The DeForville family emigrated to Piedmont from Belgium in 1848 and established themselves in the village of Barbaresco in 1860. Here, the family was instantly engaged in growing the Nebbiolo grape under the direction of Gioachino De Forville. He was succeeded by his son, Vincenzo, followed by Vincenzo’s nephew, Paolo and, then, the fourth generation was represented by Paolo’s daughter, Mafalda and her husband, Bruno Anfosso. Now, the fifth generation is in place: Valter and Paolo Anfosso, the two sons of Bruno and Mafalda.
In the early part of the twentieth century, the DeForvilles sold their wine in bulk directly to restaurants and to retailers who then bottled the wine. In 1940 the estate bottled its first wine and now virtually their entire production is bottled at the estate with annual output averaging 100,000 bottles.
The nearly 11 hectare domaine is divided between holdings in the villages of Barbaresco [4.5 hectare] and Castagnole Lanze [6.5 hectare], a commune that is about four kilometers east of Barbaresco in the direction of Asti. The family production is supplemented by purchases of grapes from growers with whom the Anfosso family has long ties, usually over multiple generations. Within Barbaresco, Nebbiolo is planted in the “cru” vineyards of Rabaja, Loreto and Pozzo. Dolcetto is also planted in the Loreto site and Barbera is cultivated within the “cru” of “Ca’Grossa”. The production from the vineyards in Castagnole Lanze is from the site known as “Ca del Buc”.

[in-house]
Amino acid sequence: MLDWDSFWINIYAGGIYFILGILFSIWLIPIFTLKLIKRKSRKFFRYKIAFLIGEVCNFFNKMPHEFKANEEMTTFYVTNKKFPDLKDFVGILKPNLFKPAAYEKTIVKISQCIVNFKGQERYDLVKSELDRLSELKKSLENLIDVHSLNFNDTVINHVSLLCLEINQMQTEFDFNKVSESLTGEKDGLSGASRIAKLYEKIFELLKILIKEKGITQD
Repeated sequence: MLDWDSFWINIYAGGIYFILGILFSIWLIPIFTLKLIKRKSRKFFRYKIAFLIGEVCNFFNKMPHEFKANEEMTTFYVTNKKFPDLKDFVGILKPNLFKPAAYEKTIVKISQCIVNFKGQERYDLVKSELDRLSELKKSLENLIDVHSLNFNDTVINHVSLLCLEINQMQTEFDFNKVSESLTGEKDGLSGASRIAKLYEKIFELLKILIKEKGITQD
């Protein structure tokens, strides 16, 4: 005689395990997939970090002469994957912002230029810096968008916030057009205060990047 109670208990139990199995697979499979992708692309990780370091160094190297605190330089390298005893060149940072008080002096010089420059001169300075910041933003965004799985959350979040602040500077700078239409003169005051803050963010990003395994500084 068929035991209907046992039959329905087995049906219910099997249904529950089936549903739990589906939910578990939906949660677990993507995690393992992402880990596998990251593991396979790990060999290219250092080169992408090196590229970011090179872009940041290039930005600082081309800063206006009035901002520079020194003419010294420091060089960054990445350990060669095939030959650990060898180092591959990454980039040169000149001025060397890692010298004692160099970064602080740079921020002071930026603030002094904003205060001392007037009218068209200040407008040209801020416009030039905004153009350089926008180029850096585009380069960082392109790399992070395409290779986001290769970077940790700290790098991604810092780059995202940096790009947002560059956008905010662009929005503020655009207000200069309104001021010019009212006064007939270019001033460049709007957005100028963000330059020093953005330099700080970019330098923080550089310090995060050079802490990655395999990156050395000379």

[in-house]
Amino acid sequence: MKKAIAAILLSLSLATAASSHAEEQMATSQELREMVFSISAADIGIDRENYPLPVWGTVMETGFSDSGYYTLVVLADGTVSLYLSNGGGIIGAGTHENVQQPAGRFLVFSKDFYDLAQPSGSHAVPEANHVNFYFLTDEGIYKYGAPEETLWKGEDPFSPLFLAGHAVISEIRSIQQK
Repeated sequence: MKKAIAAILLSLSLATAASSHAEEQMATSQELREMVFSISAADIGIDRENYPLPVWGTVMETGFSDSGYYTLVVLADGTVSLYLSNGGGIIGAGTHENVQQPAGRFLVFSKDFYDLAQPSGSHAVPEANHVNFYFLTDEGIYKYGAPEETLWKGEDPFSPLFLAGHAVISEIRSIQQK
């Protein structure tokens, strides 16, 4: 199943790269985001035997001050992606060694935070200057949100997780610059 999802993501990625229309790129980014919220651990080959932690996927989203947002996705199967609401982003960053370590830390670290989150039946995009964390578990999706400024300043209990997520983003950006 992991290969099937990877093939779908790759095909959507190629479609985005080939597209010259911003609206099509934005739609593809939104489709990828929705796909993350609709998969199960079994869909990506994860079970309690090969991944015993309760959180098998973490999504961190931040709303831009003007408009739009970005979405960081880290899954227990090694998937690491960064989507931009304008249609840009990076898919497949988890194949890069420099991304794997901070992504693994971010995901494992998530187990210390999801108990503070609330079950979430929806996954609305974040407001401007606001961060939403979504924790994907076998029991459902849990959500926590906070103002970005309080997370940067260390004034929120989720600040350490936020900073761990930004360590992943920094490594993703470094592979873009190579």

In general, the grapes are all hand-harvested and are then fermented in stainless steel with complete temperature control. The two white wines, Moscato d’Asti and Piemonte Chardonnay, are then aged in stainless steel before bottling; the red wines are racked into large wood barrels for varying periods before being bottled. Malolactic fermentation is normally blocked and bottling takes place in March or April of the following year. The Moscato d’Asti is bottled earlier in the succeeding year. The reds are traditionally vinified, being fermented on the skins throughout a cuvaison that may extend (for the Barbaresco) for as long as 4 weeks. At the end of November, the wines are racked into large oak barrels [50 to 60 hectoliter size] and the malolactic fermentation occurs in barrel. For the Barbaresco, several rackings will be done during the first year and thereafter the wines will remain in barrel for an additional 2 years without a racking. The Barbaresco is then bottled without filtration. The Dolcetto is normally bottled prior to the next harvest and the Barbera within 18 to 20 months from the date of harvest. These wines are particularly age worthy and, after receiving sufficient bottle age, develop the complex aromas of fruit, earth and flowers that can only result from wines that are vinified in this traditional manner. The Anfosso family also bottles its young vines Barbaresco as Langhe Nebbiolo and produces a Nebbiolo d’Alba from vineyards in the neighboring commune of San Rocco d’Elvio.